Doesn’t quite fit: Smartphone wallets provide ease of proof for COVID-19 vaccination

The issue has existed since the early days of COVID-19 vaccines — the Centers for Disease Control and Prevention cardboard vaccine card measuring 4 inches by 3 inches fits clumsily in a standard wallet.

It’s too big to slide into a driver’s license slot, and too long to fold in half neatly.

“That card after a while can get lost, it can get wet, it can get ruined,” said David Goodfriend, director of the Loudoun County, Virginia, Health Department. “Fortunately, there are other ways now that people can document their vaccination status.”

Goodfriend said the state’s site provides options for people who need a copy of their vaccination record.

“Print out a copy of it for yourself, but also get a QR code that you can take a picture of and have on your phone anytime you need documentation of your vaccination status,” Goodfriend said.

A just-released Apple mobile operating system update enables a user to add their COVID-19 vaccination information to their card’s virtual wallet. A similar feature is available for Android devices.

And although the digital option is available, in many cases, the digital option isn’t immediate. So with booster shots becoming available to millions more Americans, the already-folded-and-worn vaccine card can still come in handy.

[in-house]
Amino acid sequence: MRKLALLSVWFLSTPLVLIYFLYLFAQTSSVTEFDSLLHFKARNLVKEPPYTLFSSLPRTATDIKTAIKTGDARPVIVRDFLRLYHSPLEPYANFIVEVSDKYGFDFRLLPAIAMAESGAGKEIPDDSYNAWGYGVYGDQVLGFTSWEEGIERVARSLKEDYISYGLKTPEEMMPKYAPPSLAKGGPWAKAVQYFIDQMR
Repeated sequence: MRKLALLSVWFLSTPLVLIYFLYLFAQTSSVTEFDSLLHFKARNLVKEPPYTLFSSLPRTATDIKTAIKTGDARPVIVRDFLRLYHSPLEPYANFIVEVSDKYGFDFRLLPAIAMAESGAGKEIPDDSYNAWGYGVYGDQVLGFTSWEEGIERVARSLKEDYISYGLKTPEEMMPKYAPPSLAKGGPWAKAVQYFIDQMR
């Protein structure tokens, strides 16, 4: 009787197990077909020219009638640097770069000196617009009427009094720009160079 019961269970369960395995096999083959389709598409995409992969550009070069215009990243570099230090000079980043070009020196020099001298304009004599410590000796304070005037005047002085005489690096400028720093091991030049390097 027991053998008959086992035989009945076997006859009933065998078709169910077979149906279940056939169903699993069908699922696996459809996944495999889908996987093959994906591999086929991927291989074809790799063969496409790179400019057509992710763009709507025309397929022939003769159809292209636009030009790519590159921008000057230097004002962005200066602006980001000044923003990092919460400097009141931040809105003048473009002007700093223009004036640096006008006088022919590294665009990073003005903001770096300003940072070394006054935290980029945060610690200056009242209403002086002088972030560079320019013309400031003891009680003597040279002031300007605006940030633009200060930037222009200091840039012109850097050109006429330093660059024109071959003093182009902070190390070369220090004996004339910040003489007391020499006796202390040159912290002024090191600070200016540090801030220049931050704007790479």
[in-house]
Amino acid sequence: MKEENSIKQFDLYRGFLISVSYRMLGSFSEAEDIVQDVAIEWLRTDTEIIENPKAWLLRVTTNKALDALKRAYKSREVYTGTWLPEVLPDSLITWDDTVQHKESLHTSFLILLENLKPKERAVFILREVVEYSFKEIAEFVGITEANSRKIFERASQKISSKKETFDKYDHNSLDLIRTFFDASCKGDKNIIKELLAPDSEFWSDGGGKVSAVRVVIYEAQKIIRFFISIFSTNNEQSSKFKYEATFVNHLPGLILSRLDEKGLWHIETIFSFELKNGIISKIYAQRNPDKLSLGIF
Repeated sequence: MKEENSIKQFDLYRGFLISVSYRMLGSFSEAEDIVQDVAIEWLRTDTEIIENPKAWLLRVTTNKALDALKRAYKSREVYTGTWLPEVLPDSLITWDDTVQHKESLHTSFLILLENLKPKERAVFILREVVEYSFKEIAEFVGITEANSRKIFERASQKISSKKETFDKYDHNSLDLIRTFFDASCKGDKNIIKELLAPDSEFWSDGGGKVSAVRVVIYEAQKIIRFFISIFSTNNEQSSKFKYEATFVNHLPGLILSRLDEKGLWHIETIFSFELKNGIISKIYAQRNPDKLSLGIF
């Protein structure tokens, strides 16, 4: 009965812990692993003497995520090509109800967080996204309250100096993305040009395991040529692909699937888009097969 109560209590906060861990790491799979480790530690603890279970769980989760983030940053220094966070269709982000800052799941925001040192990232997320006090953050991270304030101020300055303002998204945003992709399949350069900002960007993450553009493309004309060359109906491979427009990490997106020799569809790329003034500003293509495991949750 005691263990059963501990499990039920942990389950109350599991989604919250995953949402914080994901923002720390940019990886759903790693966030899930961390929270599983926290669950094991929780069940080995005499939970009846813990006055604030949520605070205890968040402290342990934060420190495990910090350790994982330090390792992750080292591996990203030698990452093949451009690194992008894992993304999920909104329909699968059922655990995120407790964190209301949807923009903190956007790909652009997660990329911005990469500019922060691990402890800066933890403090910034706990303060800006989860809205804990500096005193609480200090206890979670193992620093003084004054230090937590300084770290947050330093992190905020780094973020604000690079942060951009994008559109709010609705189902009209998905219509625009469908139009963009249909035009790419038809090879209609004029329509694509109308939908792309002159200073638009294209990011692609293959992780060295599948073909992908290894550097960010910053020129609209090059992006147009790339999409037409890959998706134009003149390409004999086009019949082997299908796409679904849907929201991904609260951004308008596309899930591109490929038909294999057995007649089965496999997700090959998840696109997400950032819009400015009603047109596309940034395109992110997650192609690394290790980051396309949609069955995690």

Goodfriend said regardless of whether a person gets a vaccine or booster at a county health department, doctor’s office, pharmacy or elsewhere, the information will be communicated to the state’s vaccine registry, called VIIS. The state’s COVID-19 immunization database pulls its data from VIIS, Goodfriend said.

“It can be same day, but it may take a week or so,” Goodfriend said, which could result in a slight delay for a person checking to make sure their recent booster is reflected in the state’s database. “If they just recently got vaccinated, and it’s not yet there, just give it a couple more days.”

Goodfriend said this week is “a perfect time” to get a booster. “We want people to be as protected as possible, going into the holidays.”

“Not only do you not have to worry about it as you’re getting close to Thanksgiving, but also you won’t run into the demand for the 5-to-11-year-olds in early November,” Goodfriend said.

With the availability of COVID-19 boosters at the time of year flu vaccines are offered, Goodfriend was asked if a person should wait between shots.

“Absolutely not. Many people prefer getting both shots at the same time,” he said.

Goodfriend said getting a flu vaccination is especially important this year: “Because we didn’t have a flu season last year, with all the mitigation steps we were taking. So, easily, this could be a more severe flu season than normal, because that natural immunity people would get from year to year just isn’t present this year.”

“And, if you do get the soreness from the shots, it’ll be all over in a few days,” he reasoned.

More Coronavirus News

Looking for more information? D.C., Maryland and Virginia are each releasing more data every day. Visit their official sites here: Virginia | Maryland | D.C.

Neal Augenstein

Neal Augenstein has been a reporter at WTOP since 1997. Through the years, Neal has covered many of the crimes and trials that have gripped the region. Neal's been pleased to receive awards over the years for hard news, feature reporting, use of sound and sports.

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